Do you know that Pilsner-one kind of pale lager-gets its name from Pilsen-a city in Czechoslovakia’s Bohemia region? Pilsner Urquell, the mother of all pale lagers, was brewed for the first time in Pilsen in 1842. Pilsner Urquell still enjoys a high level of popularity in Czech Republic, 176 years after the blond lager was first brewed.
However, there’s more to Czech beers than Pilsner Urquell as beer brewing in the country dates back to 10th cent. Beer definitely has to be the republic’s most admired alcoholic drink as the nation has topped the list of world’s highest per capita lager consumption for 23 successive years. The per capita consumption of beer in Czech Republic in 2016 was a whopping 156.9 liters!
The Czechs seem to be simply infatuated with beers-they’ve discovered novel ways of quaffing the spirit, and even organize events around it. They have dedicated an entire museum in order to pay homage to it! The following is a rundown of the country’s most popular beers.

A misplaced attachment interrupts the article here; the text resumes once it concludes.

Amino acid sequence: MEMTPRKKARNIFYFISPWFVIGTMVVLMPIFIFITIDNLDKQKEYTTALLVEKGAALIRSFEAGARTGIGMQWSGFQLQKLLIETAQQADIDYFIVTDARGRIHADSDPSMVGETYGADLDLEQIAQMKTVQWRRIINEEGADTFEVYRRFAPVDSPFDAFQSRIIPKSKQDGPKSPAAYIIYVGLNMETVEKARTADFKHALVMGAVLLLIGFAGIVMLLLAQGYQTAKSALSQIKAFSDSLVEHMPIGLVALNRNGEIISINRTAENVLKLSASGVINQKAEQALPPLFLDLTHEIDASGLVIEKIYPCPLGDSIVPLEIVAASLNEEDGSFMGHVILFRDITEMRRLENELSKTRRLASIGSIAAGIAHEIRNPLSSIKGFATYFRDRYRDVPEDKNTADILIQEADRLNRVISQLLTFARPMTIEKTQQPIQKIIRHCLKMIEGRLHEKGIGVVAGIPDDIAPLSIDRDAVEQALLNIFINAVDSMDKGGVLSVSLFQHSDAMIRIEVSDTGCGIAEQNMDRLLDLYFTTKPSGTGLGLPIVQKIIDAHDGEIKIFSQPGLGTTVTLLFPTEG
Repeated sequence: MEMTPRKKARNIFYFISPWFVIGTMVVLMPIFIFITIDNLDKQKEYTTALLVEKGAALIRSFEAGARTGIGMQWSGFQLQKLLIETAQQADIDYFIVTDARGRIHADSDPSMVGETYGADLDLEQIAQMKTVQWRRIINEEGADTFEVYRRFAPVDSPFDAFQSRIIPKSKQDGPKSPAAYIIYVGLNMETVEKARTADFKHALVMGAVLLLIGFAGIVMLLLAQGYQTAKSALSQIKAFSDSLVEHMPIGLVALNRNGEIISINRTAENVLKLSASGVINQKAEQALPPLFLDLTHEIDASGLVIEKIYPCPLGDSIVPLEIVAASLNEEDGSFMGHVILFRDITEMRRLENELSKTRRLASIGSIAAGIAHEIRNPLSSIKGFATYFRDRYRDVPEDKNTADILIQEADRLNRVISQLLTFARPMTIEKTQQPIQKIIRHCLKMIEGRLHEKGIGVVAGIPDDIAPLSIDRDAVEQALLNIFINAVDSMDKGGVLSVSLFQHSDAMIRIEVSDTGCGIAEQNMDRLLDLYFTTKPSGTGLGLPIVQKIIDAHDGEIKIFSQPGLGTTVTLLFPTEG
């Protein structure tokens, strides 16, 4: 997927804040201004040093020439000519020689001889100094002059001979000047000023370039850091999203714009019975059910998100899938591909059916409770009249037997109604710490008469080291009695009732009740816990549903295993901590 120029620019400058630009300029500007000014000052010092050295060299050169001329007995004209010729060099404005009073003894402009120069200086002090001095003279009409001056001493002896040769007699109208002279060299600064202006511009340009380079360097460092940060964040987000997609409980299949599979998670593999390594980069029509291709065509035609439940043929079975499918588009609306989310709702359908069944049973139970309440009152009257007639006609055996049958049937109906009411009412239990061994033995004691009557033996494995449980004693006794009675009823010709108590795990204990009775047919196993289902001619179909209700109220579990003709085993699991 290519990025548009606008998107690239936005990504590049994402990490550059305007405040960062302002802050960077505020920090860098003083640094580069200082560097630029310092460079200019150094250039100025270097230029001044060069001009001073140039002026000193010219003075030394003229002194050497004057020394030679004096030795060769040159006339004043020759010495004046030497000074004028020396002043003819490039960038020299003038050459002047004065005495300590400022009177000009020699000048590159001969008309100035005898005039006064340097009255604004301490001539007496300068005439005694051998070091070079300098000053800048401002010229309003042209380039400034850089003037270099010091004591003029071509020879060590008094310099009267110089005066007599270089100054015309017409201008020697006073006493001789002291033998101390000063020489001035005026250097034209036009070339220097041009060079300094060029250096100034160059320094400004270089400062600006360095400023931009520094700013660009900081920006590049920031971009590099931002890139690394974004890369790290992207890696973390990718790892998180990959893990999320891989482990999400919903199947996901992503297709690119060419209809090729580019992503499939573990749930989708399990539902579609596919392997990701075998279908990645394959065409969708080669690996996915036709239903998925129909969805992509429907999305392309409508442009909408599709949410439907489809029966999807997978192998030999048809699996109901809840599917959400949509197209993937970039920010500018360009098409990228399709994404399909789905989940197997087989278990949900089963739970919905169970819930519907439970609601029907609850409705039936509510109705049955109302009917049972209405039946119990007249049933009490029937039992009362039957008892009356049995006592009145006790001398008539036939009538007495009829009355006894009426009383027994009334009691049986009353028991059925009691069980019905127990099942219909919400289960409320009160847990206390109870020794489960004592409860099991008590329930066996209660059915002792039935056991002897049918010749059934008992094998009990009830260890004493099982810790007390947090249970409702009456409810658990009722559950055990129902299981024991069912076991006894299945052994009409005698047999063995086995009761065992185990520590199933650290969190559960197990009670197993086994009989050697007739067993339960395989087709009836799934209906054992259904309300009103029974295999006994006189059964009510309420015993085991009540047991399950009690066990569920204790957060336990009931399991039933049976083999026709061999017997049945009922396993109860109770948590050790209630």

Velke Popovice Brewery has been brewing Kozel for nearly 140 years (since 1874). Presently, the brewery produces four distinct varieties of the Kozel. However, two types-dark Kozel and pale Kozel-are the most popular. The beer shares its name with a male goat (‘Kozel’ in Czech) and the color is almost identical to goat. The texture of the beer is somewhat dark and dense with a foamy top.
Kozel tastes a tad bitter that is smooth on the palate and you’ll pick up whiffs of hops and malt. For relishing this lager, take it along with a spicy dish with crispy salad.
The world’s first pilsner arrived on the scene way back in 1842 and it is still going strong. The brewing process is amazingly simple and straightforward with only soft water and pale malts being used as ingredients. With an ABV varying from 4.5% to 5%, this pilsner tastes distinctively hoppy.
Pilsner Urquell is readily available throughout the Czech Republic. A pleasant surprise will be awaiting you if you can make it to the brewery in Bohemian town of Pilsen. You’ll have the privilege of sampling two distinct variations of the Pilsner Urquell-the classic lager prepared in barrels and the modern form brewed in cylindrical metal tanks.